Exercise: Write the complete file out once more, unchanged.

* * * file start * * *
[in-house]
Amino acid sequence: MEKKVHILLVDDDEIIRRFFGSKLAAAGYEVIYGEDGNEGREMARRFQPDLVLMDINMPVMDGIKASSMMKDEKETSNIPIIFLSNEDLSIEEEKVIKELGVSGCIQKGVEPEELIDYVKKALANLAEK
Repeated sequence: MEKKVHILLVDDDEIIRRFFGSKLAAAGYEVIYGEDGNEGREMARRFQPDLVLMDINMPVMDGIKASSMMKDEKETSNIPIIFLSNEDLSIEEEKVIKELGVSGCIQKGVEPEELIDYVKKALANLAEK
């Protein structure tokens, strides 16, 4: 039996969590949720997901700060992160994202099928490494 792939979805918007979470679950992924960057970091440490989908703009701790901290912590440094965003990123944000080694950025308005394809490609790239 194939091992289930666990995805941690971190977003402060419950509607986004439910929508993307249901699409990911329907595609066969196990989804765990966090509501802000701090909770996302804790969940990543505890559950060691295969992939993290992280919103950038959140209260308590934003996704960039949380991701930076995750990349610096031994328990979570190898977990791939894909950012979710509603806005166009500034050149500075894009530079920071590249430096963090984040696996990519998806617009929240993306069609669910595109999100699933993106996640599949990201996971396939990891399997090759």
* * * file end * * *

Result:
[in-house]
Amino acid sequence: MEKKVHILLVDDDEIIRRFFGSKLAAAGYEVIYGEDGNEGREMARRFQPDLVLMDINMPVMDGIKASSMMKDEKETSNIPIIFLSNEDLSIEEEKVIKELGVSGCIQKGVEPEELIDYVKKALANLAEK
Repeated sequence: MEKKVHILLVDDDEIIRRFFGSKLAAAGYEVIYGEDGNEGREMARRFQPDLVLMDINMPVMDGIKASSMMKDEKETSNIPIIFLSNEDLSIEEEKVIKELGVSGCIQKGVEPEELIDYVKKALANLAEK
């Protein structure tokens, strides 16, 4: 039996969590949720997901700060992160994202099928490494 792939979805918007979470679950992924960057970091440490989908703009701790901290912590440094965003990123944000080694950025308005394809490609790239 194939091992289930666990995805941690971190977003402060419950509607986004439910929508993307249901699409990911329907595609066969196990989804765990966090509501802000701090909770996302804790969940990543505890559950060691295969992939993290992280919103950038959140209260308590934003996704960039949380991701930076995750990349610096031994328990979570190898977990791939894909950012979710509603806005166009500034050149500075894009530079920071590249430096963090984040696996990519998806617009929240993306069609669910595109999100699933993106996640599949990201996971396939990891399997090759």